And then a rule that might be good to implement at registrars (please correct me if I'm missing a valid use case for this): if all the the unicode characters represent ASCII (or its 'duplicates'), reject the registration.
Forcing punycode representation is a hack that would help English speaking countries (you don't expect non-Latin characters in typical English language website domains) but it wouldn't solve the problem.
Also, it's not as simple as "ASCII or not": outside English most European languages use a superset of ASCII glyphs mostly via diacritics or variants. It's not useful to single these glyphs out as "non-ASCII". But these languages too are affected by the same homoglyph attacks as English.
It's a hard problem and in the 21st century it certainly won't be fixed with one-off small-scale hacks that only benefit a subset of monolingual English-speaking users.
Your company name contains an umlaut? Better buy both the IDN and ASCII versions for each variant. Boom, doubled the sales of domain names.
For my purposes I don't need nonascii domains. Feel free to use unicorn characters in your address bar, but I'd much rather have it special cased in mine. My security shouldn't suffer just because it's such hard to solve it universally.
We don't need a universal solution.
There's an argument to be made that we should not solve problems in a fashion that only benefits English (or English and other European languages). Generally when that happens the speakers of those languages - which are still the dominant group in internet standardization - loose all interest in fixing the problem for everyone else.
The internet is on the way to becoming a truly global medium, if it isn't there already. We need to stop designing for English first.
But security is not the place for such cavalier attitudes. I'll gladly give up my Ñ's and É's and Ç's in domains and other global identification services, in exchange for knowing that It Will Just Work, always, everywhere, safely. And once the "very smart people that really figure things out" have a solution that works with more extensive cultural/linguistic features, by all means put it in place.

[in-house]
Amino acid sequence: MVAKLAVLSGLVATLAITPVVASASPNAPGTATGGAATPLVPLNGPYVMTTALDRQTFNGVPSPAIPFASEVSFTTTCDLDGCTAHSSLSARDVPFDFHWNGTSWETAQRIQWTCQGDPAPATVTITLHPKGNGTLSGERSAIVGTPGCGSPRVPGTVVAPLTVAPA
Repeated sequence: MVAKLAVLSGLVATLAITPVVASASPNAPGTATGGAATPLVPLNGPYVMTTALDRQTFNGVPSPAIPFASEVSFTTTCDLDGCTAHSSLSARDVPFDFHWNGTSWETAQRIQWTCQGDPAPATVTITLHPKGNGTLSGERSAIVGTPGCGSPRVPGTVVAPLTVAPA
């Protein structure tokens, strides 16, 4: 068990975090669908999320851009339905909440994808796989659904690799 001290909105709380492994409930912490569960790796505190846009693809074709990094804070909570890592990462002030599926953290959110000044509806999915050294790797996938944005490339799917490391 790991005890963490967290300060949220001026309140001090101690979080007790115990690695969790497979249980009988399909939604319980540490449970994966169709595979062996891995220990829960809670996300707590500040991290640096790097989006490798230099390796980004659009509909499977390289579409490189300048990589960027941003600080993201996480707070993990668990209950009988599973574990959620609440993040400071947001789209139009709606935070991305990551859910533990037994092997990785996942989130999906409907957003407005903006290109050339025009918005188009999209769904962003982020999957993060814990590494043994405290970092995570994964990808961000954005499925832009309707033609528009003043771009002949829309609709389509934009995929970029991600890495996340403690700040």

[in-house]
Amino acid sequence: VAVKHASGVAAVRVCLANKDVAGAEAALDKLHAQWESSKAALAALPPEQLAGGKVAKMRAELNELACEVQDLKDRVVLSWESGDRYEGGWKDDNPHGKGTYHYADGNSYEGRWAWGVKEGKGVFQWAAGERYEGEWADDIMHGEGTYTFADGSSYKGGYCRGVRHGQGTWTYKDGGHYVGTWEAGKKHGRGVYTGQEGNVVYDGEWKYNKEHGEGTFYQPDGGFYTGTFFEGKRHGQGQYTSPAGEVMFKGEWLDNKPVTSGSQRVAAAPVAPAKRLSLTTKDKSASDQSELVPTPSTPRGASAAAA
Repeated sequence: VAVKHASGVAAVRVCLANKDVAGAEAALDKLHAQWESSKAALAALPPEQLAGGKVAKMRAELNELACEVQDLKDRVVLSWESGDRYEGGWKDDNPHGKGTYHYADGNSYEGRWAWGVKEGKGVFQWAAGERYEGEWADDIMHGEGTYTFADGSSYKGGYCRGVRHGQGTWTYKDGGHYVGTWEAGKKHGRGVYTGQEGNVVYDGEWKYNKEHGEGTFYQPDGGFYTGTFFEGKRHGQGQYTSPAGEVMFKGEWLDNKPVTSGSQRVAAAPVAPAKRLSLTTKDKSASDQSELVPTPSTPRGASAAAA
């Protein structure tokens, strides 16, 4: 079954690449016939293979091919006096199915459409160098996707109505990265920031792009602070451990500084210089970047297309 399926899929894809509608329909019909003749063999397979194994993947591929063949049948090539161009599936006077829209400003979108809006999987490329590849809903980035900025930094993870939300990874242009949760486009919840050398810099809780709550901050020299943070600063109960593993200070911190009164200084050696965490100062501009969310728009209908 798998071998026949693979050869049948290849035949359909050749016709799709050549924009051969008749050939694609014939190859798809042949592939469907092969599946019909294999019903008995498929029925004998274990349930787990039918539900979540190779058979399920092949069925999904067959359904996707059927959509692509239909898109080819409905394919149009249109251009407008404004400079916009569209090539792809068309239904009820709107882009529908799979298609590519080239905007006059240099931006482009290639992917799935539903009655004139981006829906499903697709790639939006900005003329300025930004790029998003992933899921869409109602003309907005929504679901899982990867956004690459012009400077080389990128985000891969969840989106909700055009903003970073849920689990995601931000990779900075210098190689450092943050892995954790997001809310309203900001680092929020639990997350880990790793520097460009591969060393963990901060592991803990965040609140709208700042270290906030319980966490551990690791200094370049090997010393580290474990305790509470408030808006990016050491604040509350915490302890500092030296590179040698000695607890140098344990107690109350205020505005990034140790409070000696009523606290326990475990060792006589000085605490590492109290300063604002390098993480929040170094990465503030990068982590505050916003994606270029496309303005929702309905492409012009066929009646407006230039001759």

How is that English first?
Maybe someone could make this as a chrome extension?
Useless to you != useless to everyone.
Chrome behaves oppositely, showing unicode for https://www.xn--e1awd7f.com/ but not showing emoji for http://xn--8q8h17eba.ga/
The Scite text editor did reveal the difference:
Does it work on any others?
Edit: I am incorrect. Windows and notepad are not the problem. It seems to be a peculiarity of the particular browser I am using, Cyberfox 52.0.4, which is converting the punycode as it is copied.
Edit: It looks like my Anti-virus, Avast is doing the conversion. I tested this on browsers with and without the Avast plugin, and the conversion only occurs on the browsers with the plugin.
Could it be that notepad now delegates the handling of Unicode to the OS. I tested the above on the latest official release, Windows 10 Creators Update.
I tried the Copy/Paste of the fake URL with standard Firefox, Brave (Chrome), and Avast Safezone (Chrome). Only in Brave did the fake address copy correctly as punycode. The other two browsers have the Avast plugin as a common factor, but Brave does not.
This suggests that the browser is converting the URL before it can be copied, indicating that it converts the punycode rather than rendering it, but refreshing the page does not lead to the real site, so this only happens when copying from the address bar. I am using Cyberfox 52.0.4.
Especially since the title for the linked article also calls out the offending browsers.
They look exactly the same, they are the same characters just borrowed from one language to another..